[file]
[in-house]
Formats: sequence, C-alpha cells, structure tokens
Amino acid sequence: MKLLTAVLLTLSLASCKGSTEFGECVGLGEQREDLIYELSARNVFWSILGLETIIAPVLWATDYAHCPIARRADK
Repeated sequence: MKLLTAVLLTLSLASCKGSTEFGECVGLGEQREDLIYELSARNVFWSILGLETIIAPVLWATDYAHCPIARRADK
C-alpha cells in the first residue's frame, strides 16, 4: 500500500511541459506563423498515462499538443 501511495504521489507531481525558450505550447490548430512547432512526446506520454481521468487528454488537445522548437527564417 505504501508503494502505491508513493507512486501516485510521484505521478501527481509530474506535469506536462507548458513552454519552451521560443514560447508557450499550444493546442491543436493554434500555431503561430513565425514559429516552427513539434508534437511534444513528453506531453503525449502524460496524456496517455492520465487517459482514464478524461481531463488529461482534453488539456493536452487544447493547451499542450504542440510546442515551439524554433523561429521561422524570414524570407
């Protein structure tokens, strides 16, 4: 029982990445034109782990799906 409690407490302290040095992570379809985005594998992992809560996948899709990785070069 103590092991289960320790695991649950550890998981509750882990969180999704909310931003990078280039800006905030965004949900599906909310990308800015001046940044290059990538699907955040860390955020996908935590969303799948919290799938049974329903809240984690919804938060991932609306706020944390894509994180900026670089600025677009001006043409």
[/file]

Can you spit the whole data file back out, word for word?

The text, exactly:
[in-house]
Formats: sequence, C-alpha cells, structure tokens
Amino acid sequence: MKLLTAVLLTLSLASCKGSTEFGECVGLGEQREDLIYELSARNVFWSILGLETIIAPVLWATDYAHCPIARRADK
Repeated sequence: MKLLTAVLLTLSLASCKGSTEFGECVGLGEQREDLIYELSARNVFWSILGLETIIAPVLWATDYAHCPIARRADK
C-alpha cells in the first residue's frame, strides 16, 4: 500500500511541459506563423498515462499538443 501511495504521489507531481525558450505550447490548430512547432512526446506520454481521468487528454488537445522548437527564417 505504501508503494502505491508513493507512486501516485510521484505521478501527481509530474506535469506536462507548458513552454519552451521560443514560447508557450499550444493546442491543436493554434500555431503561430513565425514559429516552427513539434508534437511534444513528453506531453503525449502524460496524456496517455492520465487517459482514464478524461481531463488529461482534453488539456493536452487544447493547451499542450504542440510546442515551439524554433523561429521561422524570414524570407
């Protein structure tokens, strides 16, 4: 029982990445034109782990799906 409690407490302290040095992570379809985005594998992992809560996948899709990785070069 103590092991289960320790695991649950550890998981509750882990969180999704909310931003990078280039800006905030965004949900599906909310990308800015001046940044290059990538699907955040860390955020996908935590969303799948919290799938049974329903809240984690919804938060991932609306706020944390894509994180900026670089600025677009001006043409």